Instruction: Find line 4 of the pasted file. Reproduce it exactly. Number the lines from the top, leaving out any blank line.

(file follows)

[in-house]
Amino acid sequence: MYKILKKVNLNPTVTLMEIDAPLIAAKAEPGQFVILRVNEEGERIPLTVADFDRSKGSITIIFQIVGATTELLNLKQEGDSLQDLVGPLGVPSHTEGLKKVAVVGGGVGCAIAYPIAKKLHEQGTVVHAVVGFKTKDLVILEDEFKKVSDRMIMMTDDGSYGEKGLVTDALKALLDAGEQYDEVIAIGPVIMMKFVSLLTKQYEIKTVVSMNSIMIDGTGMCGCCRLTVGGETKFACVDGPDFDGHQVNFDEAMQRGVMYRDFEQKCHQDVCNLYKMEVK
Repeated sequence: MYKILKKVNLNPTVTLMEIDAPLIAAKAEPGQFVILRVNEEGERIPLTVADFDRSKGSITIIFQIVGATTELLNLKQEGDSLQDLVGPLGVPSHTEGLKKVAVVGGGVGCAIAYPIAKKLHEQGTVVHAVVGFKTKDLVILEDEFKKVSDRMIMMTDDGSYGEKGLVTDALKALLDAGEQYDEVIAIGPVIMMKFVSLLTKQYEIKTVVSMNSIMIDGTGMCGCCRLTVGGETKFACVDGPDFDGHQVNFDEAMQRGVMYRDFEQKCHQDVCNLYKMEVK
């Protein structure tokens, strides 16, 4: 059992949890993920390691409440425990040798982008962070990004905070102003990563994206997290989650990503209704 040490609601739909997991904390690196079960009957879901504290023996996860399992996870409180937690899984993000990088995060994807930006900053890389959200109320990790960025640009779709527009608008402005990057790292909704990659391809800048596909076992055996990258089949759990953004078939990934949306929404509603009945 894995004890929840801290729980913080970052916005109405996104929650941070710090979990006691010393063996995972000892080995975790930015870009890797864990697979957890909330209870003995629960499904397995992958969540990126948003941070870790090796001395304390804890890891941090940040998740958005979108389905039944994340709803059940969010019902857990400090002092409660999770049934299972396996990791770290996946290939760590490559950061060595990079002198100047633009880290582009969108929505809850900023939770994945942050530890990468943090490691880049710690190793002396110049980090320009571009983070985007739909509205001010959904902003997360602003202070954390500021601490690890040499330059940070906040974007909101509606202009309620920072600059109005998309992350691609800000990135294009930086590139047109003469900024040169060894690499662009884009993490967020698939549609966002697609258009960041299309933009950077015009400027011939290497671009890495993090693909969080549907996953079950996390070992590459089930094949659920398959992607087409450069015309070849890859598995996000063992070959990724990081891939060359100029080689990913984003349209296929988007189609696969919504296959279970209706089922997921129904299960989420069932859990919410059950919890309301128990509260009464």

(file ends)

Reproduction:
């Protein structure tokens, strides 16, 4: 059992949890993920390691409440425990040798982008962070990004905070102003990563994206997290989650990503209704 040490609601739909997991904390690196079960009957879901504290023996996860399992996870409180937690899984993000990088995060994807930006900053890389959200109320990790960025640009779709527009608008402005990057790292909704990659391809800048596909076992055996990258089949759990953004078939990934949306929404509603009945 894995004890929840801290729980913080970052916005109405996104929650941070710090979990006691010393063996995972000892080995975790930015870009890797864990697979957890909330209870003995629960499904397995992958969540990126948003941070870790090796001395304390804890890891941090940040998740958005979108389905039944994340709803059940969010019902857990400090002092409660999770049934299972396996990791770290996946290939760590490559950061060595990079002198100047633009880290582009969108929505809850900023939770994945942050530890990468943090490691880049710690190793002396110049980090320009571009983070985007739909509205001010959904902003997360602003202070954390500021601490690890040499330059940070906040974007909101509606202009309620920072600059109005998309992350691609800000990135294009930086590139047109003469900024040169060894690499662009884009993490967020698939549609966002697609258009960041299309933009950077015009400027011939290497671009890495993090693909969080549907996953079950996390070992590459089930094949659920398959992607087409450069015309070849890859598995996000063992070959990724990081891939060359100029080689990913984003349209296929988007189609696969919504296959279970209706089922997921129904299960989420069932859990919410059950919890309301128990509260009464």